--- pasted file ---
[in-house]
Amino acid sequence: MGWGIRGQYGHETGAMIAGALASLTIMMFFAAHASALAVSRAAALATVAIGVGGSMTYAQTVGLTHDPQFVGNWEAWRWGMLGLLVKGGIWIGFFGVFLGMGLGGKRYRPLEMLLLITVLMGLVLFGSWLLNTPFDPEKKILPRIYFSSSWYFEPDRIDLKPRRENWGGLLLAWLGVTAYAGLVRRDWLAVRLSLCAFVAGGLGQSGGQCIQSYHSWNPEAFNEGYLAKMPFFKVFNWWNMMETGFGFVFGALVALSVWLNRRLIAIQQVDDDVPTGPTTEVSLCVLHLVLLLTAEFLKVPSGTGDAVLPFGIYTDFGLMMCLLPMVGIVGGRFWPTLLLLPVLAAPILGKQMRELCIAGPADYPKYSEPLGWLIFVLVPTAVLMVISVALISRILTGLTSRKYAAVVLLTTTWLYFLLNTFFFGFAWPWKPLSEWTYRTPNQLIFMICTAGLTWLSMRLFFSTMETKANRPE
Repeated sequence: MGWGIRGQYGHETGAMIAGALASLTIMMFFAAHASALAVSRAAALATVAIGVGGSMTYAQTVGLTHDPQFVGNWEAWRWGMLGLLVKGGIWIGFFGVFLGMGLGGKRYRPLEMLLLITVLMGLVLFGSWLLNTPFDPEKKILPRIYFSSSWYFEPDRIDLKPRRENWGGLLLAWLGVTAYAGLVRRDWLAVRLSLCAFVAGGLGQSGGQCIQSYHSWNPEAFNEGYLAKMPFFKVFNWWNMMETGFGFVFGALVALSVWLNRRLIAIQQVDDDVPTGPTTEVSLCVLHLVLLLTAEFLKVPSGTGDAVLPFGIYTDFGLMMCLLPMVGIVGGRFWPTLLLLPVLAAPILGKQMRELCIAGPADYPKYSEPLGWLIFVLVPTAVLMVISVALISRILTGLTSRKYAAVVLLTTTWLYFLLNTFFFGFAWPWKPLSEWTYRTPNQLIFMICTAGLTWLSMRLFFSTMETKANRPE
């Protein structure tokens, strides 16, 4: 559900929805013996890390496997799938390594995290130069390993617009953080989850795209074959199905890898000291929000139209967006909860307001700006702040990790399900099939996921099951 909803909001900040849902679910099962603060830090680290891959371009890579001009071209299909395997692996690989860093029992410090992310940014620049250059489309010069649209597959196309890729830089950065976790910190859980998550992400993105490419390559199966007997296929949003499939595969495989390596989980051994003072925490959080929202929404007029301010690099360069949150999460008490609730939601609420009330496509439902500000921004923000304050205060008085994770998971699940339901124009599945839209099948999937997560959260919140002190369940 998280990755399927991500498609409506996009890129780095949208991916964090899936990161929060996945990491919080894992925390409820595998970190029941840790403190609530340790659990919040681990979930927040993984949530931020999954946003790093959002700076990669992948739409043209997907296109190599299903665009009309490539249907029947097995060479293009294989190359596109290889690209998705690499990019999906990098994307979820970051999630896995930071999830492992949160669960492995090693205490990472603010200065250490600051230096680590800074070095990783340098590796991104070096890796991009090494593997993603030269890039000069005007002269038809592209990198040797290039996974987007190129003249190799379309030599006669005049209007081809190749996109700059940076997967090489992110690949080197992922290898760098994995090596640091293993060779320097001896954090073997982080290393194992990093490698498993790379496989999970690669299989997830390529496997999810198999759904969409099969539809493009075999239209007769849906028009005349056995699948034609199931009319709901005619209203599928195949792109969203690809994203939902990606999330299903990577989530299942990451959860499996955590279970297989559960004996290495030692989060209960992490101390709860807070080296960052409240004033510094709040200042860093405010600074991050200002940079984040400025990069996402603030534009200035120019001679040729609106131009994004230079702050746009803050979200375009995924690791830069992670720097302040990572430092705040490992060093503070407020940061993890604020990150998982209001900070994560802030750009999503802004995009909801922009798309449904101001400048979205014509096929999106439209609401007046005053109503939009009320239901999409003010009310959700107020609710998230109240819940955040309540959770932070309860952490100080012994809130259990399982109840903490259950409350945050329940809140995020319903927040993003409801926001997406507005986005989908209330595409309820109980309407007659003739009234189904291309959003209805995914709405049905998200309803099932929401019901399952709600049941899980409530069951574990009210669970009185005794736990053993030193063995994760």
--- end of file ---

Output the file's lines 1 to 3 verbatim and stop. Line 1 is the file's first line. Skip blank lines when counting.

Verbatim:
[in-house]
Amino acid sequence: MGWGIRGQYGHETGAMIAGALASLTIMMFFAAHASALAVSRAAALATVAIGVGGSMTYAQTVGLTHDPQFVGNWEAWRWGMLGLLVKGGIWIGFFGVFLGMGLGGKRYRPLEMLLLITVLMGLVLFGSWLLNTPFDPEKKILPRIYFSSSWYFEPDRIDLKPRRENWGGLLLAWLGVTAYAGLVRRDWLAVRLSLCAFVAGGLGQSGGQCIQSYHSWNPEAFNEGYLAKMPFFKVFNWWNMMETGFGFVFGALVALSVWLNRRLIAIQQVDDDVPTGPTTEVSLCVLHLVLLLTAEFLKVPSGTGDAVLPFGIYTDFGLMMCLLPMVGIVGGRFWPTLLLLPVLAAPILGKQMRELCIAGPADYPKYSEPLGWLIFVLVPTAVLMVISVALISRILTGLTSRKYAAVVLLTTTWLYFLLNTFFFGFAWPWKPLSEWTYRTPNQLIFMICTAGLTWLSMRLFFSTMETKANRPE
Repeated sequence: MGWGIRGQYGHETGAMIAGALASLTIMMFFAAHASALAVSRAAALATVAIGVGGSMTYAQTVGLTHDPQFVGNWEAWRWGMLGLLVKGGIWIGFFGVFLGMGLGGKRYRPLEMLLLITVLMGLVLFGSWLLNTPFDPEKKILPRIYFSSSWYFEPDRIDLKPRRENWGGLLLAWLGVTAYAGLVRRDWLAVRLSLCAFVAGGLGQSGGQCIQSYHSWNPEAFNEGYLAKMPFFKVFNWWNMMETGFGFVFGALVALSVWLNRRLIAIQQVDDDVPTGPTTEVSLCVLHLVLLLTAEFLKVPSGTGDAVLPFGIYTDFGLMMCLLPMVGIVGGRFWPTLLLLPVLAAPILGKQMRELCIAGPADYPKYSEPLGWLIFVLVPTAVLMVISVALISRILTGLTSRKYAAVVLLTTTWLYFLLNTFFFGFAWPWKPLSEWTYRTPNQLIFMICTAGLTWLSMRLFFSTMETKANRPE